Benedict XV

  1. During the first great European war, after the eyes of Pius X had closed to life in this world, providentially came Pope Benedict XV, who was a blessed star of universal consolation during the painful years from 1914 to 1918. He, too, quickly rushed to promote the cult of the Holy Patriarch. Indeed, to him we owe the introduction of two new prefaces in the Canon of the Mass, specifically to St. Joseph and the Mass of the Dead, these actions taking place in two decrees issued on the same day, April 9, 1919, 9 as a reminder of the union and fusion of pain and comfort between the two families: the celestial family of Nazareth and the immense human family burdened by universal bewilderment at the many victims of the devastating war. What a sad but, at the same time, sweet and happy marriage: St. Joseph on the one hand and the “standard bearer St. Michael” on the other, both in the process of presenting the souls of the departed to the Lord “in the holy light.”
  2. The following year, on July 25, 1920, Pope Benedict XV returned to this subject for the fiftieth anniversary of the proclamation by Pius IX of St. Joseph as “Patron of the Universal Church.” He used this occasion to illuminate it with theological doctrine in the motu proprio Bonum Sane, 10 which is full of singular tenderness and natural confidence. Oh, how humble and resplendent the benign figure of the saint who is invoked by Christians as the protector of the Church militant, helping them in the revival of their best spiritual and material reconstruction even after so many calamities. As a consolation to many millions of victims dealing with human agony, Pope Benedict XV wanted to recommend to the bishops and numerous pious associations throughout the world the intervention of the protection of St. Joseph, patron of the dying!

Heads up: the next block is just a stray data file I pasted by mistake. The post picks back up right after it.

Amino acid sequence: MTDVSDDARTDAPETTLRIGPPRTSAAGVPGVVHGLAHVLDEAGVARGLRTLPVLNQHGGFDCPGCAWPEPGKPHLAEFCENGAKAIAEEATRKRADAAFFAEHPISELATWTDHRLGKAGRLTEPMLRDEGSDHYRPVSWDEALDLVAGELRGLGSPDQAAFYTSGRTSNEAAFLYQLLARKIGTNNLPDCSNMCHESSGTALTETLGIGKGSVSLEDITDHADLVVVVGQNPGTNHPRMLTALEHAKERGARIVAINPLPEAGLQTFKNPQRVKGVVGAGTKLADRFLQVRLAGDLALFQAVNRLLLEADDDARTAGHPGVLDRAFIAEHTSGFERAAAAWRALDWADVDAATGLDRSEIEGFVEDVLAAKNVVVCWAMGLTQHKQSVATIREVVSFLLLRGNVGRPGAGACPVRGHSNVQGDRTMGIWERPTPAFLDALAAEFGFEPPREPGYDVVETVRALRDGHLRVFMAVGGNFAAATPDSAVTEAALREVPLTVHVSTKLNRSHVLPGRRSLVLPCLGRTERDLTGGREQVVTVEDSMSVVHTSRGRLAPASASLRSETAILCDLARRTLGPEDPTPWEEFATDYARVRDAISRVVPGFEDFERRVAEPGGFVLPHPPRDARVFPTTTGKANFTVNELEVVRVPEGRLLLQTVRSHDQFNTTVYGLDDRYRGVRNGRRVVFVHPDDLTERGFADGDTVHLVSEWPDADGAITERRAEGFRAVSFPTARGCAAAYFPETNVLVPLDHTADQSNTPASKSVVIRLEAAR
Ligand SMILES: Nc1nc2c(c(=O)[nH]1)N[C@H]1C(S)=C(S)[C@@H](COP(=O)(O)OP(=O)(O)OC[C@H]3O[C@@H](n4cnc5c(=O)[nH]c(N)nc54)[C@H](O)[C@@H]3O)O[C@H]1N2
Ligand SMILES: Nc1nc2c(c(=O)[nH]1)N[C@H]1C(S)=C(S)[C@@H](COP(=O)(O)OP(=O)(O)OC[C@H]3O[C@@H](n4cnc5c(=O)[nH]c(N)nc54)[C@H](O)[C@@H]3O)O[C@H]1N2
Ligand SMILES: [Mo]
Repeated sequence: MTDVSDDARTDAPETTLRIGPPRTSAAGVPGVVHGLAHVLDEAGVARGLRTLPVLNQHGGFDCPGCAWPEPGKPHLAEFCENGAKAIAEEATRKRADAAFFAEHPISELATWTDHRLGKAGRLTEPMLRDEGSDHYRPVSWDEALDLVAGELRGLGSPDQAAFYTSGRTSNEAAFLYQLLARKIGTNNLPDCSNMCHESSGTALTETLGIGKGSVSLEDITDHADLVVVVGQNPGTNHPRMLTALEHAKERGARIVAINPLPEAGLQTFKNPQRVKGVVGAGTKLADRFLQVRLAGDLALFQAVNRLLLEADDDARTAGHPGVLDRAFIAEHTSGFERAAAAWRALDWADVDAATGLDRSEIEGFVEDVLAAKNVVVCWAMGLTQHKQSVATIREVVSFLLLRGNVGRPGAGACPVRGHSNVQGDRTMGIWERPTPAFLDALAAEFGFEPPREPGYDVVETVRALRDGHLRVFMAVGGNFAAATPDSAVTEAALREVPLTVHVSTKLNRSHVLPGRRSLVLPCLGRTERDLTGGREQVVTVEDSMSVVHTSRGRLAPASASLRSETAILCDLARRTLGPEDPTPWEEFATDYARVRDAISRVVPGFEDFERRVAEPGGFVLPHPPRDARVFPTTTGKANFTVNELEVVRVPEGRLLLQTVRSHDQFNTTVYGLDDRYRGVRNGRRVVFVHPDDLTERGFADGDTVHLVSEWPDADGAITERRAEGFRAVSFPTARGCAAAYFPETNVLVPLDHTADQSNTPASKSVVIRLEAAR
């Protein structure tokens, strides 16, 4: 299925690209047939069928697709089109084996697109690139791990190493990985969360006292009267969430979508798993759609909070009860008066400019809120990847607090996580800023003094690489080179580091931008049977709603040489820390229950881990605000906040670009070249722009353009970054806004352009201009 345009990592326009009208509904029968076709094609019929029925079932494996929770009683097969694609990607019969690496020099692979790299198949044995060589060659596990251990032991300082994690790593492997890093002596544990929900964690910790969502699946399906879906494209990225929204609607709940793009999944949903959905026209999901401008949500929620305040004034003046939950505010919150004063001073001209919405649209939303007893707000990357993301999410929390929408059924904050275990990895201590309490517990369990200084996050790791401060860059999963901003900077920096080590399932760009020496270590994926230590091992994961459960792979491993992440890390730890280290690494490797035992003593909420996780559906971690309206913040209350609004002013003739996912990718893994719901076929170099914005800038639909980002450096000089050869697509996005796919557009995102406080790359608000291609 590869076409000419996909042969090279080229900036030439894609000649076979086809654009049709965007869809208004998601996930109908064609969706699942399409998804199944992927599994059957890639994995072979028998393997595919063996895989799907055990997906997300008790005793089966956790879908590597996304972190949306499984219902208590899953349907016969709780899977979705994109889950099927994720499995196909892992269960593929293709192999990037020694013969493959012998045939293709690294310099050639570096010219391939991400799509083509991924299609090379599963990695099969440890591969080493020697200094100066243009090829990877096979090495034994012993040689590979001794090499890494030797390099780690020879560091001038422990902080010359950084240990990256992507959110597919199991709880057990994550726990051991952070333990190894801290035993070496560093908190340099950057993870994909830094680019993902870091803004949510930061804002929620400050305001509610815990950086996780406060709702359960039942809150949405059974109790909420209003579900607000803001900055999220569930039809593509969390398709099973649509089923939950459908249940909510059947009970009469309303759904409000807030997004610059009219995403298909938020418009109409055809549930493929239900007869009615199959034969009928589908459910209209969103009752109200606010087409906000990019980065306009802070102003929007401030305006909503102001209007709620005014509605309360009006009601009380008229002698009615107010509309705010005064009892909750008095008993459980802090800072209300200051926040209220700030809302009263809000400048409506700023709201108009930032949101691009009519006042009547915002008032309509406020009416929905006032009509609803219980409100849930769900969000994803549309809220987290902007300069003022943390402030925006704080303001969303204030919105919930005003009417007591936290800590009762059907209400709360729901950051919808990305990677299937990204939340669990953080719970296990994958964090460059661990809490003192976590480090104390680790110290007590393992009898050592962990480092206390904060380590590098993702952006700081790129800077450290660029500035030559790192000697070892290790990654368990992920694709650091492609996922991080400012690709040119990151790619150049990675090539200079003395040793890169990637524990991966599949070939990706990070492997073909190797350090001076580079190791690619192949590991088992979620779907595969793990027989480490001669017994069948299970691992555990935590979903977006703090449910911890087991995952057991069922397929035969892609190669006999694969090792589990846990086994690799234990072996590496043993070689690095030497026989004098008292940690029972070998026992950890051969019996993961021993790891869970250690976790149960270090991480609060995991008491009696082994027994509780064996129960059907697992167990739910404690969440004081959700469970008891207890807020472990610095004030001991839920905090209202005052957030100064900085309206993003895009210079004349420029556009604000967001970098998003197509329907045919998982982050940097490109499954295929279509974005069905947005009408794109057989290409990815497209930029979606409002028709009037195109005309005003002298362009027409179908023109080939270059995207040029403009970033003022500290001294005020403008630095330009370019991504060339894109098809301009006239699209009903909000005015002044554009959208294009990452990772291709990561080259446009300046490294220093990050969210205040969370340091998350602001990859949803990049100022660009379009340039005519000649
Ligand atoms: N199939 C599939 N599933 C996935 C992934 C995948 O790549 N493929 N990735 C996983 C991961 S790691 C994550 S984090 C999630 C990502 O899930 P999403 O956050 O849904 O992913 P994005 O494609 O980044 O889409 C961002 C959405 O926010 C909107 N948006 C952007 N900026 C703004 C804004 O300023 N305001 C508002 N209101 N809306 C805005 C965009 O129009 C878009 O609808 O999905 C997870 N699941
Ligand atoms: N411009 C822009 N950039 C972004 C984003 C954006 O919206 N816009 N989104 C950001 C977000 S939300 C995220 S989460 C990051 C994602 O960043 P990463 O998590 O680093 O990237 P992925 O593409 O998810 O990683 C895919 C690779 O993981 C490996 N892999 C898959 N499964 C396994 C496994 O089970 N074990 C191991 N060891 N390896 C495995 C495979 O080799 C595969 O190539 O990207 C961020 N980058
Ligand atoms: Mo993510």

Pius XI and Pius XII

  1. Following the same path of fervent devotion to the holy patriarch, the last two popes Pius XI and Pius XII – both of ever dear and venerated memory – succeeded in living and uplifting a lively and edifying reminder to fidelity, exhortation, to elevation.